Secuestro Express (2005)

Secuestro Express
Written and directed by: Jonathan Jabukowicz
Starring: Mia Maestro, Carlos Julio Molina, Pedro Perez, Carlos Madera, Ruben Blades

I'm still not sure what Jonathan Jabukowicz tried to accomplish with Secuestro Express, a film about three gangsters kidnapping a young and rich couple in Caracas, Venezuela. Is it a realistic depiction of a rotting metropolis swimming in poverty and crime, is it a violence-driven Tarantino stylized movie made for all those Pulp Fiction followers or is it a Natural Born Killers-like over-the-top satire? Frankly, it's like a combination of the three, and a poor man's combination at that.

I was always more of a fan of subtle storytelling. The situations in which the characters find themselves in get more preposterous with every minute, which does not contribute to the realism the film tries to present with its use of digital cameras and authentic Caracas background. There are moments where the movie calms down, so to speak, especially in its second half - it gets rid of that irritating fast editing, stylized slow motion shots, where the feeling of despair and some real tension replace the entertaining, but somehow unnatural humour, brought to you by the hilariously over-the-top performances of three Venezuelan rap musicians (read: not professional actors) Carlos Julio Molina, Pedro Perez and Carlos Madera, but those moments are brief and not developed enough to cover up the flaws that stayed with me. For example, there is very rarely a situation where it feels that the kidnapped are in danger. Instead, we have a situation where the main protagonist, Carla the victim, „moans“ for Budu, the kidnapper, while innocently smiling about it. In the middle of a kidnapping. Where the movie gets really bizarre is the scene where the second kidnapped victim finally comes out of the closet and has sex with his male drug dealer (conveniently enough, the upper class victim and the lower class kidnappers shared the same drug dealer in a city with 6 million people). Yep, in the middle of his kidnapping. I don't know if Jabukowicz tried to convey a message with this about the hypocrisy of the upper class of Caracas, represented in Martin, the second kidnapping victim (easily one of the most despicable characters I've seen lately), but frankly, going with the homosexual angle is a pretty cheap and shallow way to go. There is a later, much smarter twist involving Martin that is unfortunately ruined by one big contrivance in the plot (Taxis are such a bitch in Caracas).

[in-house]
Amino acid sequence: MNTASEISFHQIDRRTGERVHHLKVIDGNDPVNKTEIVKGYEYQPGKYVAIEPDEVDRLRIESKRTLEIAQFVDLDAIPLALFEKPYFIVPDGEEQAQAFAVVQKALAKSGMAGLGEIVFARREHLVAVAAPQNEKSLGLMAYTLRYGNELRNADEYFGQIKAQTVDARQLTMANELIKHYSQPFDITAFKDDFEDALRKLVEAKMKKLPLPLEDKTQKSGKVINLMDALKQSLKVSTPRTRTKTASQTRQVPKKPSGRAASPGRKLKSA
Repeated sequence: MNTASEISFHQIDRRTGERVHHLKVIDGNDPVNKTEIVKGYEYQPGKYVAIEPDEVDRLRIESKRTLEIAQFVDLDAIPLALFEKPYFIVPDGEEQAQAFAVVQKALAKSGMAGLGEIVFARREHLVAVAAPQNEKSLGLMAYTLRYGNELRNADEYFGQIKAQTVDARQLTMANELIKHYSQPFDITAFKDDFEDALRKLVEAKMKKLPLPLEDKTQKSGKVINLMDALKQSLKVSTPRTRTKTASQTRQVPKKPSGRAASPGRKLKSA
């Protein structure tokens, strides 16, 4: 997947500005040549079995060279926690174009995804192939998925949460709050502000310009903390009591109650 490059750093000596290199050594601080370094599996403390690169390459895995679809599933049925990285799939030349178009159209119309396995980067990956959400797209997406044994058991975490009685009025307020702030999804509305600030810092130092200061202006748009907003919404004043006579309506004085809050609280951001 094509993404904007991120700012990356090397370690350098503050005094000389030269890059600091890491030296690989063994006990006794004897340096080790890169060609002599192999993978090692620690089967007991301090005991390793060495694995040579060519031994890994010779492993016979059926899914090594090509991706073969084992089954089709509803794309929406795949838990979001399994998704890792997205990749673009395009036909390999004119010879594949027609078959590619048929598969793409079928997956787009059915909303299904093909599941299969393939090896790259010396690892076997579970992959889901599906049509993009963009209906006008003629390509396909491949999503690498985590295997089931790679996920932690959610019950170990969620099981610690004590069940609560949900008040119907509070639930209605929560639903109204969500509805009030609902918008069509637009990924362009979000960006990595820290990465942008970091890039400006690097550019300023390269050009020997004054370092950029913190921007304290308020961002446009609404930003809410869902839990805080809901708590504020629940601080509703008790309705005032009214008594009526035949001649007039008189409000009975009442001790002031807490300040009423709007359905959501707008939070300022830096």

It's too bad because it really is a missed opportunity. Like I said, the second half of the film does show some dimension and directing choices that are fairly interesting, but the ending is again contrived, with the deus ex machina „kidnapper with a soul“, a cliche seen already too much in many movies, saving the day. I'd prefer a more haunting ending with Clara staying in the dark police van and riding off... but to each his own. I can't say I didn't enjoy the film – some moments were a lot of fun, but I wish this delicate matter was dealt in a more mature way. For a more successful depiction of South American crime life, check out Fernando Meirelles' City of God.

1 komentar:

sheva76 kaže...

Moram priznat da nisam cuo za ovaj film, i sumnjam da cu ga u skoroj buducnosti gledati, nije mi visoko na listi prioriteta. No ni Božji grad nisam gledo, to je kiks, morat cu se s tim pozabavit.